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in case of mosfet,it is first stablised by dc source which controls the path of flow of carriers from source to drain,as it is the voltage controlled device.now if ac source is applied,it gets amplied on cost of that dc.
Even if I'm not sure to fully understand your thought, your question is a really good question. It opens a lot of consideration. I hope that my comment will be usefull for you.
First of all, what is the most important difference between BJT and MOS? It depends on the "technology" they are made: BJT is based on junctions. So BJT mainly "deals" with current. Indeed, you speak about hfe, the current gain of a BJT.
A MOSFET has an insulated gate and we can say that its job mainly depends on the "electrostatics" of a capacitor. The voltage applied to the gate determines the channel geometry and so the current you have between drain and source. So you can only speak about its transconductance gm (Id/Vgs).
In this way, if you compare them you say: "the current gain of a MOSFET is infinite!" (indeed, at the stady state, the gate current is zero).
But you also know that if you apply a signal to the gate, the input inductance decreases as the signal frequency increases. In this way you can analize the AC circuit, with the AC model of the MOSFET, and you can find some value for the current gain.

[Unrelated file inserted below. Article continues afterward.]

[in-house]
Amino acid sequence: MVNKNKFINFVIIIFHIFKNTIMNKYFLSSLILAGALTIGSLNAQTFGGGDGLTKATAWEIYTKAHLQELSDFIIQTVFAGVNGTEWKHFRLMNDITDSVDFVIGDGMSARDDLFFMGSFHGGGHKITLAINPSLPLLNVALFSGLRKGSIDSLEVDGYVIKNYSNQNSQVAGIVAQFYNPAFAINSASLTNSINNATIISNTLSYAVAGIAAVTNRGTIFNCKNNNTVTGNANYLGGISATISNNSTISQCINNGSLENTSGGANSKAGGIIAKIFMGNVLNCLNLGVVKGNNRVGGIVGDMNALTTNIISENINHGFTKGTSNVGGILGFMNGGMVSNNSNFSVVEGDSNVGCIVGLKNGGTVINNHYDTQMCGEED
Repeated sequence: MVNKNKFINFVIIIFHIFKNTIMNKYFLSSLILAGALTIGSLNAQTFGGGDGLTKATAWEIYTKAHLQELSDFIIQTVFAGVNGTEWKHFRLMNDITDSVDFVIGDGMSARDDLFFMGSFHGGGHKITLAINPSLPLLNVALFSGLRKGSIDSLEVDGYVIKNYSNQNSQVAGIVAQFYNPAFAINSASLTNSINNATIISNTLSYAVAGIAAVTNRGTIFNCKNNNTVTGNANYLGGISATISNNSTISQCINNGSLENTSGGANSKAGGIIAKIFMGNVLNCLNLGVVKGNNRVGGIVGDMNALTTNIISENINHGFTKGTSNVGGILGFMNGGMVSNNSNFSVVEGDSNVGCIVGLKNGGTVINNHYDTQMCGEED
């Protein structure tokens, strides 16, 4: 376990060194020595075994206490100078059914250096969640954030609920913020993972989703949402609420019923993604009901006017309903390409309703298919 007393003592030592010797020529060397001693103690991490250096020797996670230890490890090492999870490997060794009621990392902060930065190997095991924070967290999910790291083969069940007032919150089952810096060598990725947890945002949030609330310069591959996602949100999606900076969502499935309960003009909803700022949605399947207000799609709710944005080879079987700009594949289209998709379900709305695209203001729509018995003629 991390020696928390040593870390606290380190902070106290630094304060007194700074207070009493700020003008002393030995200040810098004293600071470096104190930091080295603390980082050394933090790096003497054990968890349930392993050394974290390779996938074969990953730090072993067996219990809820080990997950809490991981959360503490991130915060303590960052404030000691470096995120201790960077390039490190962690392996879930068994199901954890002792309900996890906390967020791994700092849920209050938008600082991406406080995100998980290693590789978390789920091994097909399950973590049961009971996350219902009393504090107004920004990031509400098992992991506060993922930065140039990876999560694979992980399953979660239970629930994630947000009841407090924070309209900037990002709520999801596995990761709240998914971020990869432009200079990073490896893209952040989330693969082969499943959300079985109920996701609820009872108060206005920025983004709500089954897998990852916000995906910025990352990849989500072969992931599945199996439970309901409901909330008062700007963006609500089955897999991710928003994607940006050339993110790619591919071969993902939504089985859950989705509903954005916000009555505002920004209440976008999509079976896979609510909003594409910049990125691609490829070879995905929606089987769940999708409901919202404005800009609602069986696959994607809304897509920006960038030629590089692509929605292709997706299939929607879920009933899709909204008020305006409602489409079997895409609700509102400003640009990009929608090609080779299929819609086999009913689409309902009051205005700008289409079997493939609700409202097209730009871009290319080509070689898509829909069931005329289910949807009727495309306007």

Anyway, I think you cannot forget the main principle of the MOS funcion: with a modulation of the gate voltage you can obtain a current signal at the drain.
This vision is really good for us. As Bob Pease (one of the most important analog designer of our century!) observed that we usually treat on voltage signals because we can see them (with an oscilloscope). A MOSFET fully cover this vision: it also looks at only a voltage signal at its input.
mosfets are voltage controlled devices ... so we consider the amplfication parameter as voltage and not current !
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partially true.This is why I sentenced "I'm not sure to fully understand akisandooja's thought",
Anyway, if weconsider a common gate stage, you have a current-buffer. It doesn't amplify but allow you to interface a current-source and a current-load.
What I mean is that, current amplification may depends on the circuit where a mosfet just represents the active element.
i would like to point out that,by varying the arrangements like cga or cda,we can also make use of mosfets as current controlled current sources